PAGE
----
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Criminal Justice

The Bill of Rights protects us against suspicionless searches and seizures. It guarantees due process to individuals who are accused of crimes and humane treatment to those who are incarcerated. The ACLU works to ensure that our criminal justice system indeed is just.

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Washington Needs Bail Reform:  No Money, No Freedom

Topic Resources

Published: 
Tuesday, October 6, 2015
After struggling with addiction and mental illness, Jayne Fuentes served her time, found a job and got her life back on track. She’s been sober and crime-free for three years, but one thing still dogs her: fear of being jailed or forced to do physical labor because she can’t afford to pay the government.
News Release, Published: 
Tuesday, October 6, 2015

An ACLU-WA lawsuit says Benton County is violating the Constitution by jailing, threatening to jail, or forcing manual labor on people who are too poor to pay court-imposed debts. 

Published: 
Thursday, September 10, 2015
The prosecutor has decided not to file charges against Pasco police officers who killed a man throwing rocks. The decision shows a clear need to amend our state law on use of deadly force by law enforcement, so that police can better be held accountable.
Published: 
Friday, September 4, 2015
The War on Drugs has left thousands of people locked up under sentencing laws now widely viewed as discriminatory and not based in fact. An ACLU-WA brief is taking aim at the effects of an egregious Drug War policy: the lengthy sentences being served because of the government’s wrongheaded distinction between crack and powder cocaine, resulting in a 100:1 crack-powder disparity in sentences.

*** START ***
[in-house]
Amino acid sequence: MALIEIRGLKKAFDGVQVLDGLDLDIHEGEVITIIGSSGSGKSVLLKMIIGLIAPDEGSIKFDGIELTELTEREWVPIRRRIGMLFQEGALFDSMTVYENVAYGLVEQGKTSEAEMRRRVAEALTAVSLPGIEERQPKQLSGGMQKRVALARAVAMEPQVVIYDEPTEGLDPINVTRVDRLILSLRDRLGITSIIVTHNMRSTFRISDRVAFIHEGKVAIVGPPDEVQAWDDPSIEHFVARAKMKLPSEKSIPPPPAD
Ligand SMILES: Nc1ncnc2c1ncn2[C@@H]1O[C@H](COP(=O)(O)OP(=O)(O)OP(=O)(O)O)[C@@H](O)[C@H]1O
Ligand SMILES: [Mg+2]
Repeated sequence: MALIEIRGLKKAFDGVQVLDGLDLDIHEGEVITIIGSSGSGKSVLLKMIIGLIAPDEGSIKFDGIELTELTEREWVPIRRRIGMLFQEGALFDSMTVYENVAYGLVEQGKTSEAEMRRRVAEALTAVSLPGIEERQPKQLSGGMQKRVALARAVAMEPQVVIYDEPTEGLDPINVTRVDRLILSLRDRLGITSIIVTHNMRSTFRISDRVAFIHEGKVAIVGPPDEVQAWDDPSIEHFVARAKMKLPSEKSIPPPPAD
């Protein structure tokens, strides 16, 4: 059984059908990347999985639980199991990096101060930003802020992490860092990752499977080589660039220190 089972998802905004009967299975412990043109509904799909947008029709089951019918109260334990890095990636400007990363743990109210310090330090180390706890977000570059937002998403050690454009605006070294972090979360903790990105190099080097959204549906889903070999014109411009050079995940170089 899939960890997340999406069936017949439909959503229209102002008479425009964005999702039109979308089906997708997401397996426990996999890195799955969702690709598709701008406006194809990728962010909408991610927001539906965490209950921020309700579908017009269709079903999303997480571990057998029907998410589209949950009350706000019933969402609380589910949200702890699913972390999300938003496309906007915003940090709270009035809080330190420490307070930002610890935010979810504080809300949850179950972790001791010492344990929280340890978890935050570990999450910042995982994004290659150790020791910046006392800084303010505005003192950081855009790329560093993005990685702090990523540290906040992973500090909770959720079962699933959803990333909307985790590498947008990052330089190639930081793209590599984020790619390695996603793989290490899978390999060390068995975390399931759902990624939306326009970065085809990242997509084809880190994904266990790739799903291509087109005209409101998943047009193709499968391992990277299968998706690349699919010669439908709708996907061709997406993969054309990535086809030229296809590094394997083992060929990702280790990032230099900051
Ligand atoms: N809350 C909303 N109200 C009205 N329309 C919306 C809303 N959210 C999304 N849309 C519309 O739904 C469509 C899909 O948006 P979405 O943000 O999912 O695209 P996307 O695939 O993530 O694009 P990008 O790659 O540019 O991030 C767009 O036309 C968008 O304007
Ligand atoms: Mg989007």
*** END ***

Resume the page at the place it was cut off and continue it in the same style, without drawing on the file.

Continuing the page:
Published: 
Thursday, August 27, 2015
The ACLU of Washington is concerned about the City’s announced plan to shut down hookah lounges across the city. We believe that city enforcement decisions that will deprive business owners of their livelihood should not be made in haste. Read the full letter to Seattle Mayor Edward Murray below.
Published: 
Monday, August 17, 2015
The WA Supreme Court has ruled that a judge can consider a defendant’s young age in imposing a sentence for a crime committed after his 18th birthday. The ruling affirmed what parents have known and scientists have confirmed: that the brain does not achieve full maturity until well past the age of 18.
Published: 
Monday, June 29, 2015
Agreeing with an ACLU of Washington amicus brief, the Washington Supreme Court has reaffirmed that individuals have the right to criticize how police are handling a situation and that such criticism cannot be the basis of a criminal conviction for obstruction.  

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